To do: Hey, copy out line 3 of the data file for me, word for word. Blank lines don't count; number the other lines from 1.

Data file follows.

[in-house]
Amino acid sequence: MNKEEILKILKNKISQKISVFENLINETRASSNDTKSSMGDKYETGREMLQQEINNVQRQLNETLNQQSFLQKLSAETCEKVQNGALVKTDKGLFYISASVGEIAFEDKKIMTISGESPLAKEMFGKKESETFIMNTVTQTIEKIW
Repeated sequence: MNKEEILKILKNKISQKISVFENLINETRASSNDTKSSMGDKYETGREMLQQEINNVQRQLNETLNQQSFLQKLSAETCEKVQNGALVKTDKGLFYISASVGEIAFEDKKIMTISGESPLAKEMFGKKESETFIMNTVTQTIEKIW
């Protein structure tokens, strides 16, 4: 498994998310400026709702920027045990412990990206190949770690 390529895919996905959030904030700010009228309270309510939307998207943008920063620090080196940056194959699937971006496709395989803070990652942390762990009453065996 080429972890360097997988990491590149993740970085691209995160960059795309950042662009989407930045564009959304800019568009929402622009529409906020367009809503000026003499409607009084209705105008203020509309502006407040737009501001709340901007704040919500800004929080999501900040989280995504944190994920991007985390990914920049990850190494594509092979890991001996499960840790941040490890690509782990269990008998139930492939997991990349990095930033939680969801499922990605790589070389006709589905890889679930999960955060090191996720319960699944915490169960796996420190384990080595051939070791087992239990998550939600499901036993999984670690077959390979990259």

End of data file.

Repeated sequence: MNKEEILKILKNKISQKISVFENLINETRASSNDTKSSMGDKYETGREMLQQEINNVQRQLNETLNQQSFLQKLSAETCEKVQNGALVKTDKGLFYISASVGEIAFEDKKIMTISGESPLAKEMFGKKESETFIMNTVTQTIEKIW